iHealthBeat highlighted an interesting chart from a recent study of how doctors are using electronic medical records. According to this survey of 1820 primary care physicians and specialists in office-based practices, docs use EHRs to check test results more frequently than any other task. The national survey conducted in late 2011/early 2012 found that 43.5 percent of physicians reported having a basic EHR, and 9.8 percent met meaningful use criteria.
Published in the Annals of Internal Medicine, the report describes the results this way (emphasis mine):
Computerized systems for managing patient populations were not widespread; fewer than one-half of respondents reported the presence of computerized systems for any of the patient population management tasks included in the survey.
The conclusion of the “Meeting Meaningful Use Criteria and Managing Patient Populations: A National Survey of Practicing Physicians” was equally grim:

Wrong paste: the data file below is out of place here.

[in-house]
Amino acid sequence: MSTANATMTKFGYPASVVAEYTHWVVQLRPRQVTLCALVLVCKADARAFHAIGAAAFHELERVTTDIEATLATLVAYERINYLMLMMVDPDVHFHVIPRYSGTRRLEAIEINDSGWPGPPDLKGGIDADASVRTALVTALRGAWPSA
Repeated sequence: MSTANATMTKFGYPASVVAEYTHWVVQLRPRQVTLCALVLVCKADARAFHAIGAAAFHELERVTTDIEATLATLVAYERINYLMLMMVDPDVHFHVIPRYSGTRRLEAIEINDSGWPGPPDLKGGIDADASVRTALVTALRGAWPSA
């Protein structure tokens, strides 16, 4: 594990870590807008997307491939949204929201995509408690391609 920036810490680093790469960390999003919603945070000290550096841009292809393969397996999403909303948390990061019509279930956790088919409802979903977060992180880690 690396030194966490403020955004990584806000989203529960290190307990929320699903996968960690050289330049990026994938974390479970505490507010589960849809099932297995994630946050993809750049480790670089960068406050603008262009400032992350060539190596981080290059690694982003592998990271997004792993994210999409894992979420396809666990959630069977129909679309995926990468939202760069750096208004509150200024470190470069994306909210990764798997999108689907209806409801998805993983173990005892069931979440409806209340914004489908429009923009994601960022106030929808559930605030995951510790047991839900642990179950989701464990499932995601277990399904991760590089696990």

Few physicians could meet meaningful use criteria in early 2012, and using computerized systems for the panel management tasks was difficult. Results support the growing evidence that using the basic data input capabilities of an EHR does not translate into the greater opportunity that these technologies promise.
Although most docs are clearly only at the beginning of the meaningful use journey, most patients haven’t even left the gate. How long will it take for 43.5 percent of patients to have even the most basic access to this kind of health data in an electronic format? There’s a clue in the chart. To make progress with getting access for patients, we need to move “sharing health data with patients” from last place to first.
Even with those two encouraging signs, it will be five years or more before even 43.5 percent of patients have any meaningful access to their own EHR data.
when we look at accessing PHI, it is not only the doctors and medical staff access that we need to be concerned about, but the legions of staff that use this data for testing and software development purposes as well as their third party business associates. Even with a BAA in place, would you want your next door neighbor who works in a third party vendor to know about your medical condition? Is there any reason why they should have access to this data and no de-identified data?